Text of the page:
How to Discipline A Deaf Dog: 9 Tips With No Punishment

How to Discipline A Deaf Dog

A well-disciplined dog not only makes it easier for the owner to live with their pet, but the dog will also be happier and more content. This is why I always recommend training your puppy from as early an age as possible… happy dog means a happy owner (and home)!

But what happens when you take in a deaf puppy or dog into your home? How difficult is it to discipline a deaf dog? Deaf dogs are just as smart as dogs will full hearing, but they rely on different methods when being trained and disciplined… meaning it is possible to discipline a deaf dog.

How to discipline a deaf dog? Disciplining a deaf dog takes patience, time, and love. Deaf dogs rely more on visual and touch signals to help understand corrective behavior. Deaf dogs also pick up on positive and negative moods from owners, meaning praise will help to discipline a deaf dog. Hand signals are also used to discipline a deaf dog.

Disciplining a deaf dog without having to punish them

Check out my list of tips to help you discipline your deaf dog (not as punishment) so they’re relaxed and content and behave as a well-disciplined dog, both in the home and when they’re out and about… a little scolding can go a long way, providing it’s done right (here’s how you can tell if your dog is going deaf).

1. A deaf dog will tune into your energies

Dogs are highly sensitive to the energies of their owner, both when you’re down and when you’re upbeat and happy. They can sense when you’re angry with them and when you’re pleased.

Your deaf dog is no different and if anything, they rely more on their senses to pick up your energy when you’re punishing or scolding them.

One of the best ways you can express your energy is through talking to your dog. Now, just because your deaf dog can’t hear, it doesn’t mean you can’t talk to them anymore. Carry on as normal and talk as you normally would with a hearing dog.

Your talking will help your deaf dog to gauge your energies, so help him along and keep chatting.

how to punish a deaf dog
If you punish a deaf dog they will quickly turn off and back away from discipline (Image via

2. Maintain a stable approach to disciplining your deaf dog

When you discipline a deaf dog you will find that they will respond much better to a composed and consistent approach to his training and disciplining. This includes using methods that are gentle but firm. A stable approach does NOT include:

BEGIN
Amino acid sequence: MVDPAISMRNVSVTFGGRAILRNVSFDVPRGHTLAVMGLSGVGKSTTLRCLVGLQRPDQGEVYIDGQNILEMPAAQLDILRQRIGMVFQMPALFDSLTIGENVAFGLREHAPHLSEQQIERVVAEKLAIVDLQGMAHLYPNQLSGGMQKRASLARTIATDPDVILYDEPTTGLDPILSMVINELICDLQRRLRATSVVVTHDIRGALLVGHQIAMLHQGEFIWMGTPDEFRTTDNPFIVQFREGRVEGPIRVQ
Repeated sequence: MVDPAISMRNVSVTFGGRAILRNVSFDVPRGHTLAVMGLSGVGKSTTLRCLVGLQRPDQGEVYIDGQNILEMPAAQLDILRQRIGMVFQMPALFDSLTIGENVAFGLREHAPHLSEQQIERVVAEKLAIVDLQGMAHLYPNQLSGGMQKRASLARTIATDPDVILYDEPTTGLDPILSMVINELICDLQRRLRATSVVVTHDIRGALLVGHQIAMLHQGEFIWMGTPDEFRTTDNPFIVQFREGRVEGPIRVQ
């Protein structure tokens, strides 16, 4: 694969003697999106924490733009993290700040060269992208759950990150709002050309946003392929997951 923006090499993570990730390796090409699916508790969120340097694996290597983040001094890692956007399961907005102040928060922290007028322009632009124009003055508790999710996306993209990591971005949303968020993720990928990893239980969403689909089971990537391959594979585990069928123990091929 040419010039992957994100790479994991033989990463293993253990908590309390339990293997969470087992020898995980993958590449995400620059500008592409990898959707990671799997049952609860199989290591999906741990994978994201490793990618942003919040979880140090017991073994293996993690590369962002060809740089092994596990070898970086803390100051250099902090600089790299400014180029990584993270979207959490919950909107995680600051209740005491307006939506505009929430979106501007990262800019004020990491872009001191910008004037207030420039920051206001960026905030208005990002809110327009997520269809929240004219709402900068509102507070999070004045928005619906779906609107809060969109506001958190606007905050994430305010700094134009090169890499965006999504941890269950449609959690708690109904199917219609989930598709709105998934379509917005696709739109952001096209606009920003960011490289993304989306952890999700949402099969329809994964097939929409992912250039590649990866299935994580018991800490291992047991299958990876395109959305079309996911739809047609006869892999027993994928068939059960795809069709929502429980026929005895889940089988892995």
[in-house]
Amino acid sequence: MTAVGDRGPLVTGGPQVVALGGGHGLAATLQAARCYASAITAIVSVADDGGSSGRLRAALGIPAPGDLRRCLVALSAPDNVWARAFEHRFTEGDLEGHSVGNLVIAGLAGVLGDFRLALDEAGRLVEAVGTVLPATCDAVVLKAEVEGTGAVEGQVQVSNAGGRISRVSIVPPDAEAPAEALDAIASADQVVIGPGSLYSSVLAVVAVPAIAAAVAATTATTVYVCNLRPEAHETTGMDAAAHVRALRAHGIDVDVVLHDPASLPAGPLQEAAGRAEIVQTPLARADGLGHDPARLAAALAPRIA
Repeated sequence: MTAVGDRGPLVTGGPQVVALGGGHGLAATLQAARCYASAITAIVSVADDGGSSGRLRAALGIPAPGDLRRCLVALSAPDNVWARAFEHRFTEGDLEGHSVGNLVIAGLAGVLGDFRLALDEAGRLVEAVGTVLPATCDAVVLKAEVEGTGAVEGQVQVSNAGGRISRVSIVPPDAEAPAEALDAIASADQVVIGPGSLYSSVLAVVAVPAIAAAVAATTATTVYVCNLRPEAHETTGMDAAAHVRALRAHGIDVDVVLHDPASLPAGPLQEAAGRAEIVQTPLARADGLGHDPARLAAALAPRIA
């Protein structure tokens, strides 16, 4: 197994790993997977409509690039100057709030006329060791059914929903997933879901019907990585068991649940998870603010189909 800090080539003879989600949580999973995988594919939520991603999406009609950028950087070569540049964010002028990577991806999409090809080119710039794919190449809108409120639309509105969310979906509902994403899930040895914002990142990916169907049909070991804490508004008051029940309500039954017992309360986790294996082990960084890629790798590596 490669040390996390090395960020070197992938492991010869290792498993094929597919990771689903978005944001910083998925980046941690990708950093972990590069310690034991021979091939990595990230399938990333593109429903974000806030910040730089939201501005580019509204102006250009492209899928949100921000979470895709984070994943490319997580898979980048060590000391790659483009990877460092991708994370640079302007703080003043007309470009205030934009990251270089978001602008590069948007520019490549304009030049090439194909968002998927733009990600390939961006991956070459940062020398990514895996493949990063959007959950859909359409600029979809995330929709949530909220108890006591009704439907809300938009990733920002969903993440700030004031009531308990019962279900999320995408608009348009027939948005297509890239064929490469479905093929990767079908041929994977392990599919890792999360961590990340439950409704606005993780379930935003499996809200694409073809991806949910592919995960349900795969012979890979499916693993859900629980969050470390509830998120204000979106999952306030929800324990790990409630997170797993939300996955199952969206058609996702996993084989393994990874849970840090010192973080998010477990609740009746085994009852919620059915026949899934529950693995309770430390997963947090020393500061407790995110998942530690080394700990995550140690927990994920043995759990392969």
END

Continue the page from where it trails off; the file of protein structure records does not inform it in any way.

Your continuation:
• Hitting your dog with your hands, a belt, or rolled up newspaper.
  • Making use of pinch chains or shock collars.
  • Yelling at your dog (your deaf dog may not hear what you’re saying but he’ll pick up negative energy from you which will distress him rather than discipline him properly).
  • Spraying water into his face.

A stable and consistent approach to discipling your deaf dog builds up a relationship based on respect and trust.

You don’t punish a deaf dog.

3. Use a leash and collar to correct bad behavior

One of the ways to correct bad behavior in a deaf dog is to use a leash and collar. This is especially useful when training your dog on walks in the local dog park or around the neighborhood. But you can also use it when you’re potty training them or starting a discipline training program.

The quick but gentle jerk and release action with the leash and jiggle of the collar tells your deaf dog that he needs to stop misbehaving. Your own energy while performing this technique must be relaxed but firm so your deaf dog only picks up positive energy from you.

4. Remain calm and assertive at all times

A deaf dog doesn’t need your sympathy! Being the smart creature he is, he’ll rely on his other senses such as his eyesight and sense of smell to navigate his environment. He copes perfectly fine as long as his owner (and other members living in his environment) is calm and assertive.

Showing sympathy can be construed by your deaf dog as a weakness and we all know what happens when a dog claims the role of the leader in a pack! So, remain calm and assertive while giving your deaf dog lots of love and attention.